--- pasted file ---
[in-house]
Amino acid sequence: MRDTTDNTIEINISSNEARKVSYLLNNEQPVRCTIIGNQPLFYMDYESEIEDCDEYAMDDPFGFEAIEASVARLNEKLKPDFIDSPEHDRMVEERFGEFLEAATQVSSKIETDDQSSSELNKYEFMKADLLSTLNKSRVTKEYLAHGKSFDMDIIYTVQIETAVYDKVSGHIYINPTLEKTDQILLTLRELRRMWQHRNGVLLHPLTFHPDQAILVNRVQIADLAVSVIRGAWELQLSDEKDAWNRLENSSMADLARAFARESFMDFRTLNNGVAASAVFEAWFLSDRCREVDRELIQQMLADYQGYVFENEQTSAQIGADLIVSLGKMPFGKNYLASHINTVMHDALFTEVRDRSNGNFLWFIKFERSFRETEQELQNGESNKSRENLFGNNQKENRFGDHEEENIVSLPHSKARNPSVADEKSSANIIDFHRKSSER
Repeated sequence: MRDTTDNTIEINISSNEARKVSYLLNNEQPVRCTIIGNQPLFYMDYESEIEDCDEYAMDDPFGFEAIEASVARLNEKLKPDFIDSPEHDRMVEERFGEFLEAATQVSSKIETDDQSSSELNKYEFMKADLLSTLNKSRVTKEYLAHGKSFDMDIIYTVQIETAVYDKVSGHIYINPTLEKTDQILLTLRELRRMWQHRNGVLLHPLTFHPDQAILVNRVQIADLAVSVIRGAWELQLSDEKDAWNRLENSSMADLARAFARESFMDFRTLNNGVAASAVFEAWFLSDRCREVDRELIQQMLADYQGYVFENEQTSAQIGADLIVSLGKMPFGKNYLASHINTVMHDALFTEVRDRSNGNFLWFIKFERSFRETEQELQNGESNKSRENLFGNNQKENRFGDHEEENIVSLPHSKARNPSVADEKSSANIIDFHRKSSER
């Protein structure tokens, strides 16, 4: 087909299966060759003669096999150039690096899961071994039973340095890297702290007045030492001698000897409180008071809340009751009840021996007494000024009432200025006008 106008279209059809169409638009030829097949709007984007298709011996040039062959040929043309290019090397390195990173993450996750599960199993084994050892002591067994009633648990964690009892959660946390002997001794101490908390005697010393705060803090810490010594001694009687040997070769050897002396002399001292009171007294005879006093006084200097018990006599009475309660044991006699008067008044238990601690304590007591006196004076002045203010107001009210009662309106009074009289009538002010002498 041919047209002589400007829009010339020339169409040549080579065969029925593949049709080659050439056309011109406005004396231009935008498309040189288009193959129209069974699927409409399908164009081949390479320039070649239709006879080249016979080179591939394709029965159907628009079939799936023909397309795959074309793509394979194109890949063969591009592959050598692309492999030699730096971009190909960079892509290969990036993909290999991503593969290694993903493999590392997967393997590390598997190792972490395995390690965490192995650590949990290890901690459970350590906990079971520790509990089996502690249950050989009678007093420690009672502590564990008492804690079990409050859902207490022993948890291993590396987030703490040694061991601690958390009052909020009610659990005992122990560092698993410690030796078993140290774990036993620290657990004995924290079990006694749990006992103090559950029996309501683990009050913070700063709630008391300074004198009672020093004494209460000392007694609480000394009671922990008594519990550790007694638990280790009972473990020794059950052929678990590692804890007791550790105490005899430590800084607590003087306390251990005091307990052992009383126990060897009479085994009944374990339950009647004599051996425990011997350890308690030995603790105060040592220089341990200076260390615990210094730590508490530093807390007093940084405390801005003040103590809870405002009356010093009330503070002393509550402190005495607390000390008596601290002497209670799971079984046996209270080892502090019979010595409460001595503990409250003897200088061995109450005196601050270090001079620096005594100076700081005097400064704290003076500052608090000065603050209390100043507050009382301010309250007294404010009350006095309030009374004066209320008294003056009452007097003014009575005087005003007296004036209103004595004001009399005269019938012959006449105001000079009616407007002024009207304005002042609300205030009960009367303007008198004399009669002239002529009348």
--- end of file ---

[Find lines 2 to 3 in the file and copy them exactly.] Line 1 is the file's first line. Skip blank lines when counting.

Amino acid sequence: MRDTTDNTIEINISSNEARKVSYLLNNEQPVRCTIIGNQPLFYMDYESEIEDCDEYAMDDPFGFEAIEASVARLNEKLKPDFIDSPEHDRMVEERFGEFLEAATQVSSKIETDDQSSSELNKYEFMKADLLSTLNKSRVTKEYLAHGKSFDMDIIYTVQIETAVYDKVSGHIYINPTLEKTDQILLTLRELRRMWQHRNGVLLHPLTFHPDQAILVNRVQIADLAVSVIRGAWELQLSDEKDAWNRLENSSMADLARAFARESFMDFRTLNNGVAASAVFEAWFLSDRCREVDRELIQQMLADYQGYVFENEQTSAQIGADLIVSLGKMPFGKNYLASHINTVMHDALFTEVRDRSNGNFLWFIKFERSFRETEQELQNGESNKSRENLFGNNQKENRFGDHEEENIVSLPHSKARNPSVADEKSSANIIDFHRKSSER
Repeated sequence: MRDTTDNTIEINISSNEARKVSYLLNNEQPVRCTIIGNQPLFYMDYESEIEDCDEYAMDDPFGFEAIEASVARLNEKLKPDFIDSPEHDRMVEERFGEFLEAATQVSSKIETDDQSSSELNKYEFMKADLLSTLNKSRVTKEYLAHGKSFDMDIIYTVQIETAVYDKVSGHIYINPTLEKTDQILLTLRELRRMWQHRNGVLLHPLTFHPDQAILVNRVQIADLAVSVIRGAWELQLSDEKDAWNRLENSSMADLARAFARESFMDFRTLNNGVAASAVFEAWFLSDRCREVDRELIQQMLADYQGYVFENEQTSAQIGADLIVSLGKMPFGKNYLASHINTVMHDALFTEVRDRSNGNFLWFIKFERSFRETEQELQNGESNKSRENLFGNNQKENRFGDHEEENIVSLPHSKARNPSVADEKSSANIIDFHRKSSER